Read the press release. (Click names to see their projects.)

Rick Jurgens, reporter, Valley News (New Hampshire)

Sarah Kliff, senior editor, Vox

Beth Kutscher, finance reporter, Modern Healthcare (now managing editor at LinkedIn News)

Jayne O'Donnell, health care policy reporter, USA Today

David Wahlberg, health reporter, Wisconsin State Journal


2014 fellows

Read the press release. (Click names to see their projects.)

Karen Brown, reporter and producer, New England Public Radio

David Pittman, reporter, Politico

  • Pittman compared state Medicaid models and the impact of innovations aimed at improving health care quality while lowering costs.

  • State Medicaid ACOs Up but Struggles Mount

  • Arkansas’ struggle with telemedicine mirrors the nation’s | PDF of project

  • Medicaid agencies turn to 'big data' to tackle costs | PDF

  • States fail to track Medicaid EHR payments | PDF

Sarah Gantz, staff writer, Baltimore Business Journal (now with The Philadelphia Inquirer)

Michaela Gibson Morris, health care reporter, Northeast Mississippi Daily Journal

Lola J. Butcher, independent journalist, Springfield, Mo.

2013 fellows

Read the press release. (Click names to see their projects.)

Alan Bavley, medical reporter, The Kansas City Star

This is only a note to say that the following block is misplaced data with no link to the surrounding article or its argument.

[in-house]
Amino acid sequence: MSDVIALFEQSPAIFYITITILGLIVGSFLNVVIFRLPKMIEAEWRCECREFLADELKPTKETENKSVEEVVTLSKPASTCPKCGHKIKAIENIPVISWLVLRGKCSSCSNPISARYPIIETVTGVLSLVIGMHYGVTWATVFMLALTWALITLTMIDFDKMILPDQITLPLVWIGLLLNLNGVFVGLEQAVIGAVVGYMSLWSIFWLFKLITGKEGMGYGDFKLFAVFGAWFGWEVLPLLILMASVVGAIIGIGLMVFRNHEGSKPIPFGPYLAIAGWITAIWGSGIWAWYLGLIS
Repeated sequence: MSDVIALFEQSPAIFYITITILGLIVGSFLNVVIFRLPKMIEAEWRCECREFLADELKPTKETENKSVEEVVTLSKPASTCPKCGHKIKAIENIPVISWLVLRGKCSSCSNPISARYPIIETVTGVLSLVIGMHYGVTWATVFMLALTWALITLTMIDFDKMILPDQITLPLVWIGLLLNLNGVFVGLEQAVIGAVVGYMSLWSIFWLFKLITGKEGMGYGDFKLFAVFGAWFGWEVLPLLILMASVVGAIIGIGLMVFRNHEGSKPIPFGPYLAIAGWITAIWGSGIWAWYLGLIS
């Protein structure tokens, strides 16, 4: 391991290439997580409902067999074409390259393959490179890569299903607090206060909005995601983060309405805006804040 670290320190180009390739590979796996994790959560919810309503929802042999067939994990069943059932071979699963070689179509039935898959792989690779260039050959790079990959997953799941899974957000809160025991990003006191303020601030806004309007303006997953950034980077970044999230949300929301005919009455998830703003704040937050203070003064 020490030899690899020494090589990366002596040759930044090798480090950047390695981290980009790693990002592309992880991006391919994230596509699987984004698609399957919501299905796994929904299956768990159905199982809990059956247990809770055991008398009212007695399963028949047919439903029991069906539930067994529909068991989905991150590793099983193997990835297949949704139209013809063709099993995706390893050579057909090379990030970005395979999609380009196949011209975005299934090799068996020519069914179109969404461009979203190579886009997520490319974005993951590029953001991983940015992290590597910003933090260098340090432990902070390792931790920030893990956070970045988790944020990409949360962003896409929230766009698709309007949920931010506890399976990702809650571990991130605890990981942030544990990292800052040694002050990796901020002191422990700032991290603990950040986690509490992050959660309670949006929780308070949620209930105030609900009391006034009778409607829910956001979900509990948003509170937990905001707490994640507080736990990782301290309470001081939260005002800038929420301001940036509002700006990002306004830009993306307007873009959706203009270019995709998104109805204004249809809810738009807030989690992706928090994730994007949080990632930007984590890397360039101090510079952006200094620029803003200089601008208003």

Jeanne Erdmann, independent journalist, St. Louis

Noam Levey, national health care reporter, Los Angeles Times/Tribune Washington Bureau

Rhiannon Meyers, reporter, Corpus Christi Caller-Times

Lindy Washburn, senior writer, The Record/North Jersey Media Group


2012 fellows

Read the press release. (Click names to see their projects.)

John George, health care reporter, Philadelphia Business Journal

Margot Sanger-Katz, health care correspondent, National Journal (now with The New York Times)

  • Sanger-Katz produced a yearlong series of stories examining the growing pattern of hospital consolidation and its influence on health care costs and the future of health reform.

  • The New Goliaths: The 2010 health law was designed to lower costs. Instead, by encouraging hospitals to merge, it could boost the price of care.

  • Nothing to Smile About: The number of teeth in this country grows, even as the number of dentists shrinks. Guess who gets squeezed out.

  • In Praise of Price-Fixing: Americans face a constant (and often Sisyphean) struggle against health care inflation. Maryland found an answer.

  • The False Promise: Hospitals like Pittsburgh’s UPMC created enough jobs to end the recession. If they keep it up, they’ll wreck the economy.

Tammy Worth, independent journalist, Kansas City, Mo.


2011 fellows

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Yanick Rice Lamb, editor and writer, Heart & Soul Magazine

Marshall Allen, staff writer, Las Vegas Sun (now a reporter at ProPublica in New York)

Rosemary Hoban, reporter, North Carolina Public Radio/WUNC (now editor of North Carolina Health News)